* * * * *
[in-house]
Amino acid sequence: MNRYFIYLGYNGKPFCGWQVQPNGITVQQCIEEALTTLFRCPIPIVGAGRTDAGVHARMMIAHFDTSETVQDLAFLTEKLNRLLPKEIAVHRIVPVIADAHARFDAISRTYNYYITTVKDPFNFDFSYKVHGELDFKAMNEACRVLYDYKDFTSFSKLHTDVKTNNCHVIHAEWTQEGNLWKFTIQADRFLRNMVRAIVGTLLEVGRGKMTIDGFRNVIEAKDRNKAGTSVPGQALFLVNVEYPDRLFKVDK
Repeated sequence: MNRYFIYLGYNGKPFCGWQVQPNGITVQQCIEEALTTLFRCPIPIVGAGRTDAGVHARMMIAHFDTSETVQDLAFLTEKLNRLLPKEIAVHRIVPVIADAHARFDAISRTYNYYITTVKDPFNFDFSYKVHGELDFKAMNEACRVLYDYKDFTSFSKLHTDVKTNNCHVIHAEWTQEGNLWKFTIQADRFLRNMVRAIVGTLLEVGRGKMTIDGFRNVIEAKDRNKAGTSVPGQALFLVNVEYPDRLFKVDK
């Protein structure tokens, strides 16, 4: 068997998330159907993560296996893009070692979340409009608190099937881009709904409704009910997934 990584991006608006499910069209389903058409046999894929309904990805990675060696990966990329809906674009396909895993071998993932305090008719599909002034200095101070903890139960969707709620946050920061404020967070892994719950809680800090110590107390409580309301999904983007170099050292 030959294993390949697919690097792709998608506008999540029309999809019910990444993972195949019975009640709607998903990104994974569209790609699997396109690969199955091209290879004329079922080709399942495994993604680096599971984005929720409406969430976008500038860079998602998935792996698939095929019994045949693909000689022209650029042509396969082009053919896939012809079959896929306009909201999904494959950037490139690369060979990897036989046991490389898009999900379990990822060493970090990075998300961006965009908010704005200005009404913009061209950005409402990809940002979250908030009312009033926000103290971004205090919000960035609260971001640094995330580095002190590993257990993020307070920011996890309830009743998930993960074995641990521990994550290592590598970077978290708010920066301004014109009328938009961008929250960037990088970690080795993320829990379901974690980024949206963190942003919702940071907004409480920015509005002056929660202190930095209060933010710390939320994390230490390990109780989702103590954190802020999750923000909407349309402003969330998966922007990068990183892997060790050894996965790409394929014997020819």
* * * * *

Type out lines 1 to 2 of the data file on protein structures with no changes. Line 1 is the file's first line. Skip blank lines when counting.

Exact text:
[in-house]
Amino acid sequence: MNRYFIYLGYNGKPFCGWQVQPNGITVQQCIEEALTTLFRCPIPIVGAGRTDAGVHARMMIAHFDTSETVQDLAFLTEKLNRLLPKEIAVHRIVPVIADAHARFDAISRTYNYYITTVKDPFNFDFSYKVHGELDFKAMNEACRVLYDYKDFTSFSKLHTDVKTNNCHVIHAEWTQEGNLWKFTIQADRFLRNMVRAIVGTLLEVGRGKMTIDGFRNVIEAKDRNKAGTSVPGQALFLVNVEYPDRLFKVDK